The Energy Racket
Introduction and Summary
By Wade Frazier

Today's energy industry is perhaps the world's most powerful. Energy is the basis of all this world's wealth, and for perhaps Earth's entire history the Sun's energy has fueled all ecological and economic systems. If early humans did not learn to exploit new sources of energy, humankind would still be living with its ape cousins in the tropical forests. Without the continual exploitation of new energy sources, there would have been no civilization, no colonialism, no Industrial Revolution, no global capitalism and no looming global catastrophe.

All life on Earth consumes the Sun's energy, originally captured by the process of photosynthesis, except for chemical-synthesizing bacteria, which might be responsible for part of the world's oil deposits. There is an audacious theory recently posited by Thomas Gold of Cornell that all the so-called "fossil fuels" were not created by life processes, but by purely chemical processes of Earth's formation. If that is so, the news is worse for humanity's long-term prospects, as we are rapidly depleting a resource, with no way to make more, as well as creating environmental devastation by mining and using it.

Millions of years ago, humanity's evolutionary ancestors lived in Africa's tropical forests, as did their great ape cousins, and fruit was their dietary mainstay. By walking upright and making tools, humanity's ancestors exploited new energy resources, such as animal remains scavenged from predator kills. Early protohumans migrated from Africa about two million years ago, probably following migrating African predators. They eventually harnessed fire and invented other energy-consuming/preserving adaptations, such as clothing, which allowed them to survive past their natural range in the tropics.

About 100,000 years ago, anatomically modern humans appeared on the scene. By about 40,000 years ago, humans improved their weapons technology to the point where they became Earth's first and only superpredator, expanding its range across the entire planet. By about 10,000 years ago, humanity had exterminated all the easily hunted large animals, and the hunter-gatherer lifestyle was no longer sustainable on a global basis. Domestication of animals and food crops led to civilization. Domesticating animals, plants and enslaving humans were the significant activities of early civilization, and ideological indoctrination began in those early days, as the slaves needed to be conditioned to accept their status. The positions of the new elite classes also needed an acceptable justification. Often the most ruthless and successful elites became "royalty".

The human journey has largely been about refining methods of exploiting energy and manipulating the natural environment to human benefit. The West calls that process "progress". The extinction of large, easily killed animals was probably the earliest instance of humans exhausting their primary energy source (although original migrations from Africa might have been due to outstripping energy supplies — largely fruit — in the tropical forests). Early agricultural practices also exhausted the lands, although the dynamic of deforestation, farming and desertification persists to this day. As the energy of wood was used up, and the resultant deforested lands were devastated by agricultural practices, other sources of energy were exploited, leading to the "fossil fuel" revolution, which began with coal mining in Europe and China about a millennium ago. Less than 150 years ago, oil became the next fuel to undergo large-scale exploitation, and its use coincided with amassing capitalistic, monopolistic empires, significantly by United States robber barons, John Rockefeller most notably. His oil companies still dominate the oil industry, and fossil fuels comprise about 85% of world energy production today. The process of extracting and using fossil fuels is environmentally disastrous. Rapid global warming, mainly caused by burning fossil fuels, is one of the greatest threats that humanity faces today.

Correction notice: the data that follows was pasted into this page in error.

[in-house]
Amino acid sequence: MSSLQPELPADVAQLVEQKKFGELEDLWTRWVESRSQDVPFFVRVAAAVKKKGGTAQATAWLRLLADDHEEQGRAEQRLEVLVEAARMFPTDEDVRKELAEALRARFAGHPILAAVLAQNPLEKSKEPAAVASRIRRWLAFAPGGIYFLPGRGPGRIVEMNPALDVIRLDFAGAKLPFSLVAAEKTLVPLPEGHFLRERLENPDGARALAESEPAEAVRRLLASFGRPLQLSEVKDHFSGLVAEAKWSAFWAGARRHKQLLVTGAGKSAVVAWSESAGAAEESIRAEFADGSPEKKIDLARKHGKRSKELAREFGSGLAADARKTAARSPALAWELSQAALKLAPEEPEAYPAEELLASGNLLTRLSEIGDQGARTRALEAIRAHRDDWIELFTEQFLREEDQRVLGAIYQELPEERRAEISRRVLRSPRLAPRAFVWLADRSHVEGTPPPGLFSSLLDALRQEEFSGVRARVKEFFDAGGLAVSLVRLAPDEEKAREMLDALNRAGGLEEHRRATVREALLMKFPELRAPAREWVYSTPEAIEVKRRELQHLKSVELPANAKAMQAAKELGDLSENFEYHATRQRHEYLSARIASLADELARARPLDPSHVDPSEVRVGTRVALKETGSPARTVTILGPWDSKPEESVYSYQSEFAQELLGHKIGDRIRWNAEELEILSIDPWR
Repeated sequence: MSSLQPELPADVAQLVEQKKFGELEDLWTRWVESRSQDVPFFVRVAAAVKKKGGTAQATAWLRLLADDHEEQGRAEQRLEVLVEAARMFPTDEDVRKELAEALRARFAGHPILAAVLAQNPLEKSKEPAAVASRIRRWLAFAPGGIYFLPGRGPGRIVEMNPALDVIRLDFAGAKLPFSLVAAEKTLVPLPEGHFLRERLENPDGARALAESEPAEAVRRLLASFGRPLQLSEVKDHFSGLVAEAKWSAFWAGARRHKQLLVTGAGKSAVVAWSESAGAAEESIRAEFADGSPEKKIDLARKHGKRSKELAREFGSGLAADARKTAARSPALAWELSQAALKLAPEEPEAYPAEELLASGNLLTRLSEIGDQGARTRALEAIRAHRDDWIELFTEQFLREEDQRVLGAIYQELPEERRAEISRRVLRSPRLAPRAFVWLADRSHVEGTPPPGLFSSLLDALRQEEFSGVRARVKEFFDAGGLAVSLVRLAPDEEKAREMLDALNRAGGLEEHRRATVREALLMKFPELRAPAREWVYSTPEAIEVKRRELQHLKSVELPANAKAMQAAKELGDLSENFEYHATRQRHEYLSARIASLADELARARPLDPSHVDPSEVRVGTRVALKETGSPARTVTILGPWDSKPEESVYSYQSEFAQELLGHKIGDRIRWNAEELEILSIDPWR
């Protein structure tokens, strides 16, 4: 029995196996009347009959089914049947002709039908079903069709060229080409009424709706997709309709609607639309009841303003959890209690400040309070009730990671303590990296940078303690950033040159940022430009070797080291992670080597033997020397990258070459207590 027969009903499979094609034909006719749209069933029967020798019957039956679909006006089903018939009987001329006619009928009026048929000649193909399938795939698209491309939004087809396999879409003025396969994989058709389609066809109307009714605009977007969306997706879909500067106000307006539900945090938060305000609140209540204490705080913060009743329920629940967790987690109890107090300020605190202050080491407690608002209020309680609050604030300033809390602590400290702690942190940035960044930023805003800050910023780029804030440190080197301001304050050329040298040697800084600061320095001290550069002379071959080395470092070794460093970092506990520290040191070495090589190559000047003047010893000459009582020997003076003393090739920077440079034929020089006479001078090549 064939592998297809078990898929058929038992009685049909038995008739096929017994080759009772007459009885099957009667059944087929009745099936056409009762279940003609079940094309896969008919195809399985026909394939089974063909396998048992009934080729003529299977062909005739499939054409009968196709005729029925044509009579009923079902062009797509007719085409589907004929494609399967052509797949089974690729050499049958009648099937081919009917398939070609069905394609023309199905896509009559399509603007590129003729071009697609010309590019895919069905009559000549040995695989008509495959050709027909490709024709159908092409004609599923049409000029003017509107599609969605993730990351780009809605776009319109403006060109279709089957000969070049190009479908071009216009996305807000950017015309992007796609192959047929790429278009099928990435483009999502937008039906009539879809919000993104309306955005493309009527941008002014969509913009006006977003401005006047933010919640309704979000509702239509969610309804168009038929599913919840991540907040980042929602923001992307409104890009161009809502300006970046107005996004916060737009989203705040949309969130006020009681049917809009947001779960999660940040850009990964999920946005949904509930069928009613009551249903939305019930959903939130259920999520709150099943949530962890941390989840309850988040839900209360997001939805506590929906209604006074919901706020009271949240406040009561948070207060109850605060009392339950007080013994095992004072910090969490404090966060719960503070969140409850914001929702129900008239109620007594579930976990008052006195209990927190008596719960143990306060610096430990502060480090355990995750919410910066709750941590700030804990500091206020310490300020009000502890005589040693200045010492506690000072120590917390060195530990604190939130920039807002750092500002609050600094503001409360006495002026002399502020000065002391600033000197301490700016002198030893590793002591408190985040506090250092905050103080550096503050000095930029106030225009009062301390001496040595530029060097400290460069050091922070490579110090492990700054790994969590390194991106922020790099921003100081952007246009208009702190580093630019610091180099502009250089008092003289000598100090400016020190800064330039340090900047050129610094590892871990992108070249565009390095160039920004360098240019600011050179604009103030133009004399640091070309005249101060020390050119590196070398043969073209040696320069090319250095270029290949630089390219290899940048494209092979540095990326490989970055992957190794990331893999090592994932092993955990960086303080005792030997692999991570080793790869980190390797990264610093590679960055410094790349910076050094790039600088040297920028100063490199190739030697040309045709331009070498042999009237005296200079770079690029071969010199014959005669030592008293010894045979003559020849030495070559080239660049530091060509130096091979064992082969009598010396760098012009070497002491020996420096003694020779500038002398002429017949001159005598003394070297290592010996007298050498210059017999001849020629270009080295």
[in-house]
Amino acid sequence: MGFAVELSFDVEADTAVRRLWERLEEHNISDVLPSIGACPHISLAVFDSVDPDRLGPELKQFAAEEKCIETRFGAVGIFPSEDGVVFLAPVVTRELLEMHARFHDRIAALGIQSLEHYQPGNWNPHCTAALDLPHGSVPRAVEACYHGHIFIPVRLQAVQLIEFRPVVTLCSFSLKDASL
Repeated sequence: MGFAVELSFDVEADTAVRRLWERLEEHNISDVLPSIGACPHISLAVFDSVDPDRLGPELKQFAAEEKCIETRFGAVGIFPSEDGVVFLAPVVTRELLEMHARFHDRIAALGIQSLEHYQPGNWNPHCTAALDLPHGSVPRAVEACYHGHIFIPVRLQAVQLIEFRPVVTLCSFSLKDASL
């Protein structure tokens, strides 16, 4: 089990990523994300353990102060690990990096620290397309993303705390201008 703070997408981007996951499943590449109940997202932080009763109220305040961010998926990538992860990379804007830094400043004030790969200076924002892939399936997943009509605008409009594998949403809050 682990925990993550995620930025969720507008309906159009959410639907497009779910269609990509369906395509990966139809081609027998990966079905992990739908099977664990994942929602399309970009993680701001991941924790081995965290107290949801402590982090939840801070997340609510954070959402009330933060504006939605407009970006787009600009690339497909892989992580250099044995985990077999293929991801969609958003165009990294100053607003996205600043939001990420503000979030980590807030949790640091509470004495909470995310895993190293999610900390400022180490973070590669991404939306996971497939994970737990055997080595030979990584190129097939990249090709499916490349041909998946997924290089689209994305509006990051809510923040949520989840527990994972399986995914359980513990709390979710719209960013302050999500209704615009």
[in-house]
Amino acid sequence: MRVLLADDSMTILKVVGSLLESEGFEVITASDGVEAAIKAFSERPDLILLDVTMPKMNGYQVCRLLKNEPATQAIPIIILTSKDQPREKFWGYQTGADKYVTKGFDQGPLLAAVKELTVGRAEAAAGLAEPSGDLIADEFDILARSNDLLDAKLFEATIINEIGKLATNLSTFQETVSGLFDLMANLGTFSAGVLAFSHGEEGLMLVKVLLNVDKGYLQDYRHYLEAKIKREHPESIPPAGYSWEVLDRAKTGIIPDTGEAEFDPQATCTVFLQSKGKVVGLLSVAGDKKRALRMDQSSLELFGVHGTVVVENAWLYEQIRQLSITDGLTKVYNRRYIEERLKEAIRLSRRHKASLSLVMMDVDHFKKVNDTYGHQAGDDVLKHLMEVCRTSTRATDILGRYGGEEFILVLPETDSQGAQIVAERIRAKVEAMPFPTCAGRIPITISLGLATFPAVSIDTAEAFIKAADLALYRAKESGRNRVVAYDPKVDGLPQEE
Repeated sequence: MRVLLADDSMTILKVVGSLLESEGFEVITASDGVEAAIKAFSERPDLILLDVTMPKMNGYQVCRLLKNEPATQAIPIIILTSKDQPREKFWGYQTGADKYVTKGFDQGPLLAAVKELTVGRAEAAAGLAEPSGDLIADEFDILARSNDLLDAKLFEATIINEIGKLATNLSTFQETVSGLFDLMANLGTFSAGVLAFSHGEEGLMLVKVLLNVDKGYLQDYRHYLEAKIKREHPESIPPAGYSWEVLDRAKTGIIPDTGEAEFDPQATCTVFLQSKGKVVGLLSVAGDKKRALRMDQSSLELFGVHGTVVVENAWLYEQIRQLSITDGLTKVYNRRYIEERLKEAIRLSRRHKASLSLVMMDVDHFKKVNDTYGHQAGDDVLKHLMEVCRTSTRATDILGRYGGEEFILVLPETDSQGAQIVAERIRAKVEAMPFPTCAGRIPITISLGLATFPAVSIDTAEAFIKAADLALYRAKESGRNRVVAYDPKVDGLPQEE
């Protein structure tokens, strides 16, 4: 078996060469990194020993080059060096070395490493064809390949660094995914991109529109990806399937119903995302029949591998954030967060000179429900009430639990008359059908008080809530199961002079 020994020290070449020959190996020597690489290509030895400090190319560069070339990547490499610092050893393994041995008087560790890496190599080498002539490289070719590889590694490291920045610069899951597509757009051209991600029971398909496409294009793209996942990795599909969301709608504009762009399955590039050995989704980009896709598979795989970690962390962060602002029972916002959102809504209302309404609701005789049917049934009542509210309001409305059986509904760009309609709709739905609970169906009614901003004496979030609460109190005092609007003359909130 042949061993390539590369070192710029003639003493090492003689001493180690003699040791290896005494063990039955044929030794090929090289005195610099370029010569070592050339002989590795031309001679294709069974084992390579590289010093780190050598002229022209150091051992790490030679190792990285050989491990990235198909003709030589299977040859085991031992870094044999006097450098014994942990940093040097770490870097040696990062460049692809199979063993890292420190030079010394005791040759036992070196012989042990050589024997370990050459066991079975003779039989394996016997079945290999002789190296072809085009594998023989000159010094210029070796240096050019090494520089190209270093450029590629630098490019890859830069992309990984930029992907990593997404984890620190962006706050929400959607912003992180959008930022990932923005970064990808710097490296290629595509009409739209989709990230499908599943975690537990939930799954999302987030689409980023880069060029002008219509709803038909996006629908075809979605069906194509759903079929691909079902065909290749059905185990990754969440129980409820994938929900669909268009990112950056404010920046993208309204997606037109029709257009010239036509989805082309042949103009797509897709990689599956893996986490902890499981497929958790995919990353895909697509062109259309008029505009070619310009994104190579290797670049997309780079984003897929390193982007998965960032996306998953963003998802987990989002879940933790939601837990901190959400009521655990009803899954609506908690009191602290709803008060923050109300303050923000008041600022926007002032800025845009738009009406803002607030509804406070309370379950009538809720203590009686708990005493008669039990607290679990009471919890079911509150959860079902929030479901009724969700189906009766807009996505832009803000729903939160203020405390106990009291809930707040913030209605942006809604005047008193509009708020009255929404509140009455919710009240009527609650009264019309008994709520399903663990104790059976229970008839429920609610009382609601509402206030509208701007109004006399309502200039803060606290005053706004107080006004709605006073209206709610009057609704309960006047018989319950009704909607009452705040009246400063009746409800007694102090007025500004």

The West's capitalistic ideology has transformed a traditional deadly sin, greed, into a virtue, and the racketeering impulse has guided the creation of all capitalistic empires. Every significant industry and profession is largely a self-serving racket, and the larger and more powerful the industry or profession is, the more it resembles an outright racket, something I discovered that the hard way during my adventures. I participated in a significant effort to bring alternative energy to the marketplace. What happened to the venture that Dennis Lee headed is a case study of how alternative energy is suppressed. Alternative energy has been systematically suppressed, on a global scale, for the past century, and free energy technology has probably existed for a long time. Free energy would eliminate the energy industry, help heal the Earth, increase humanity's standard of living by perhaps a few orders of magnitude, and could end the Zero-Sum Game that humanity has been playing for the past 10,000 years. Tom Bearden and friends are mounting the latest run at it. The extent to which they succeed will probably be directly proportional to the public support they receive. The exploitation of energy may exterminate the human species, but it does not have to be that way. If we wake up and begin caring, solving our problems is easy. If we stay asleep, we are doomed. The problem has a lot more to do with integrity than technology or intelligence. Personal integrity is the world's scarcest commodity, and it needs to become more plentiful if humanity is to avoid its self-extinction. It is up to us.

The remainder of this article is available at Wade Frazier's website:

The Energy Racket

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